Dinner for Schmucks
Directed by: Jay Roach
Written by: David Guion & Michael Handelman
Starring: Steve Carell, Paul Rudd, Zach Galifianakis, and Jemaine Clement
The mainstream American comedy is in trouble. Like the America pre-economic meltdown, it’s been lulled into a state of laziness. Audiences are being tricked into the same movie over and over again by slick, money-grubbing studio executives, not unlike those bankers and brokers. And so here we are with Dinner for Schmucks, the latest comic swindler from the modern studio system.
At the helm, if it even matters, is director Jay Roach, who previously brought us Meet the Parents, a funny if not overwhelmingly original movie with a diverse cast that drew in a lot of different people. With this movie, we get the inevitable pairing of Steve Carell and Paul Rudd, who first worked together on the 40 Year Old Virgin.
The two guys are funny, there’s no getting around that. However, in this movie Carell is the only one given any real comic juice for his character. He plays Andy, a loser taken in by a semi-normal guy (almost exactly like 40 Year Old Virgin.) The twist here is that behind the bromance of this film is a devious plot to advance the other guy’s career. Not only do we have the Apatow-influenced male bonding, but we add the deceptive “You’ve been keeping a secret from me!” plot line found in, well, every other romantic comedy.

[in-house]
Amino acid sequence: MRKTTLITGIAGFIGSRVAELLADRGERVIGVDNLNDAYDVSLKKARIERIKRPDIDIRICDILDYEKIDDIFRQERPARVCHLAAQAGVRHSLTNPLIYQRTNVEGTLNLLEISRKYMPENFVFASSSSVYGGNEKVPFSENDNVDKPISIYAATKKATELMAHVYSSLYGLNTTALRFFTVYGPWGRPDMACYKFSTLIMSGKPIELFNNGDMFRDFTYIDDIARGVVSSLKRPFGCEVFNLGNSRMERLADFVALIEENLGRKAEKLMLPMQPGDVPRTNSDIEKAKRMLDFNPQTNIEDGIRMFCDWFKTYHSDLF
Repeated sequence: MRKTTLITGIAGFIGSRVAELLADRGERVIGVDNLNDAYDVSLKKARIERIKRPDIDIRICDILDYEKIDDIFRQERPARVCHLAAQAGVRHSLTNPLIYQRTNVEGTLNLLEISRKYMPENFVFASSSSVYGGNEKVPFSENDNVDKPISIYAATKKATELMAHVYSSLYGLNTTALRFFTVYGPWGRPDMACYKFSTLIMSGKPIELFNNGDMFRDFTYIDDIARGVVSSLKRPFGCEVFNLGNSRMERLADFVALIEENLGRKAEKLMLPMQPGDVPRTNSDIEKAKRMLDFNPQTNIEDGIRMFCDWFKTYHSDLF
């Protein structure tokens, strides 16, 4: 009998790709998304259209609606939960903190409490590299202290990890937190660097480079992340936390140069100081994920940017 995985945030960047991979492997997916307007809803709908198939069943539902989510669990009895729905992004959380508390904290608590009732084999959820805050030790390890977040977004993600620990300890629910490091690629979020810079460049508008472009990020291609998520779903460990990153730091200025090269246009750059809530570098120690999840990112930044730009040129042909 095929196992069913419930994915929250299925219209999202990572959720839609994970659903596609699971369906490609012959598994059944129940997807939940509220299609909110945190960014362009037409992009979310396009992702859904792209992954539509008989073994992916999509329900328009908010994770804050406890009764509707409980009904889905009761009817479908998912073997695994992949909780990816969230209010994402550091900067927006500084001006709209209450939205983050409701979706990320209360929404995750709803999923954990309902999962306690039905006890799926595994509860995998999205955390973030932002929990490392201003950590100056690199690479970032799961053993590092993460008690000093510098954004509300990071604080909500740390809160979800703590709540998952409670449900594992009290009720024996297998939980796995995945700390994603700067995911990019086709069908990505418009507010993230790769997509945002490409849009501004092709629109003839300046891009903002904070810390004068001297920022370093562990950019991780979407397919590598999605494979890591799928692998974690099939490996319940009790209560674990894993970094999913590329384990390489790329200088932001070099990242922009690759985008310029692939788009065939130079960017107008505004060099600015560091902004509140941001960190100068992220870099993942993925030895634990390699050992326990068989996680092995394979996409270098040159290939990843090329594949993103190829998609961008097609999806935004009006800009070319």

Instead of focusing on the balancing act of friendships and romance, a la I Love You, Man, Dinner for Schmucks decides to cast its pesky female out of the script for almost the entire movie. The fight that would typically result in a third act grab for sentimentality is dragged out for the entire two hours. We also get multiple phony grabs for audience sympathy in the movie’s other relationship. It wouldn’t feel so out of place if we weren’t first goaded into laughing at the poor schmuck, and lectured for doing it.
A remake of a French movie that I don’t have to see to know is better, Dinner for Schmucks aims at being well-intentioned, which is admirable. There are a few laughs here and there, mostly from Andy’s interactions with the sketch show-type minor characters. Instead of forming an intriguing narrative, we’re really just watching Steve Carell hosting Saturday Night Live playing the same character in every sketch.
Mr. Carell plays a variation of this character often, the dimwit who thinks he’s glorious. He plays it to perfection on The Office, but if he keeps this up he’s going to become the next Will Farrell. It’ll be good for a paycheck, until audiences get sick of the one-dimensional personality cash-ins and stop going.
As far as comedies go, of course you can do worse than a bunch of semi-talented and talented people doing mediocre, safe work. But with the terrible movie summer for 2010, adding another “could be worse” movie to the trash bin is just getting it that much closer to overflowing.